Animal Cognition

, Volume 14, Issue 2, pp 279–290 | Cite as

Cattle discriminate between familiar and unfamiliar conspecifics by using only head visual cues

  • Marjorie CoulonEmail author
  • Claude Baudoin
  • Yvan Heyman
  • Bertrand L. Deputte
Original Paper


Faces have features characteristic of the identity, age and sex of an individual. In the context of social communication and social recognition in various animal species, facial information is relevant for discriminating between familiar and unfamiliar individuals. Here, we present two experiments aimed at testing the ability of cattle (Bos taurus) to visually discriminate between heads (including face views) of familiar and unfamiliar conspecifics represented as 2D images. In the first experiment, we observed the spontaneous behaviour of heifers when images of familiar and unfamiliar conspecifics were simultaneously presented. Our results show that heifers were more attracted towards the image of a familiar conspecific (i.e., it was chosen first, explored more, and given more attention) than towards the image of an unfamiliar one. In the second experiment, the ability to discriminate between images of familiar and unfamiliar conspecifics was tested using a food-rewarded instrumental conditioning procedure. Eight out of the nine heifers succeeded in discriminating between images of familiar and unfamiliar conspecifics and in generalizing on the first trial to a new pair of images of familiar and unfamiliar conspecifics, suggesting a categorization process of familiar versus unfamiliar conspecifics in cattle. Results of the first experiment and the observation of ear postures during the learning process, which was used as an index of the emotional state, provided information on picture processing in cattle and lead us to conclude that images of conspecifics were treated as representations of real individuals.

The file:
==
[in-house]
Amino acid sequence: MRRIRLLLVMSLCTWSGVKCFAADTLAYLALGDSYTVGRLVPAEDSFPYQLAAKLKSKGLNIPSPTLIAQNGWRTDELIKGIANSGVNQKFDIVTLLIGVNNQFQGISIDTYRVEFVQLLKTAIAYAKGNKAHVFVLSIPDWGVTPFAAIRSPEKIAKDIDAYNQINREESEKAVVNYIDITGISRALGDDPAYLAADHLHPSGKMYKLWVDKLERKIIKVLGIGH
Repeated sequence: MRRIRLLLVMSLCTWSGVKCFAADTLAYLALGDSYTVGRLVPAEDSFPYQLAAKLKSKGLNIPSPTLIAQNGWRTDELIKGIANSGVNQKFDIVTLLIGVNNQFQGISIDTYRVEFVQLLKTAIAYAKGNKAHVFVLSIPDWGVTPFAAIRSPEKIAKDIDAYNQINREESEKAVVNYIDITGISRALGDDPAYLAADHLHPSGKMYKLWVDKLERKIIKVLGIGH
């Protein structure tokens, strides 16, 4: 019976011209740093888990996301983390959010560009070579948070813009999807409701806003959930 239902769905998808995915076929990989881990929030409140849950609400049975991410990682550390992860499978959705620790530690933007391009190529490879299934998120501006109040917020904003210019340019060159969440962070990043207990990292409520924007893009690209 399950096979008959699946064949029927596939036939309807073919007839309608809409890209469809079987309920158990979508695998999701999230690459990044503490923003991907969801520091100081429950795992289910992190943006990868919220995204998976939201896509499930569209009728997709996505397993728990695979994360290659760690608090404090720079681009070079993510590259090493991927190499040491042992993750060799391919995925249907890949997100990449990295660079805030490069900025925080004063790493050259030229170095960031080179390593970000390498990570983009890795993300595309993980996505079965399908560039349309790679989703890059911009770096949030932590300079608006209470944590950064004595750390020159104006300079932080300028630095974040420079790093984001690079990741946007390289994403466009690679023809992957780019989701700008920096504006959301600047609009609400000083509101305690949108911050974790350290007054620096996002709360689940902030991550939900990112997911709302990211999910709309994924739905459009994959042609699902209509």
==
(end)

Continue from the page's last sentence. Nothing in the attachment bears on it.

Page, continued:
Social familiarity Instrumental conditioning Cattle Spontaneous behavioural choice Simultaneous discrimination task 2D images of head 



We thank the staff of the experimental farm UCEA-Bressonvilliers for special care to the animals, especially Laurent Delatouche and Christophe Richard (INRA UE 298 Unité commune d’expérimentation animale, F-91630 Leudeville). Thanks to Isabella Bollini for her help in the training of animals. We thank Prof. Hervé Abdi, Prof. Patrizia D’Ettorre and Prof. Charles T. Snowdon for their careful editing on the manuscript. This work was supported by a grant from the French Ministère de l’Enseignement et de la Recherche to M. Coulon.


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Copyright information

© Springer-Verlag 2010

Authors and Affiliations

  • Marjorie Coulon
    • 1
    • 2
  • Claude Baudoin
    • 1
  • Yvan Heyman
    • 2
  • Bertrand L. Deputte
    • 1
    • 3
  1. 1.Laboratoire d’Ethologie Expérimentale et ComparéeUniversité Paris 13VilletaneuseFrance
  2. 2.UMR 1198 Biologie du Développement et ReproductionINRAJouy-en-JosasFrance
  3. 3.Département d’EthologieEcole Nationale Vétérinaire d’AlfortMaisons-AlfortFrance

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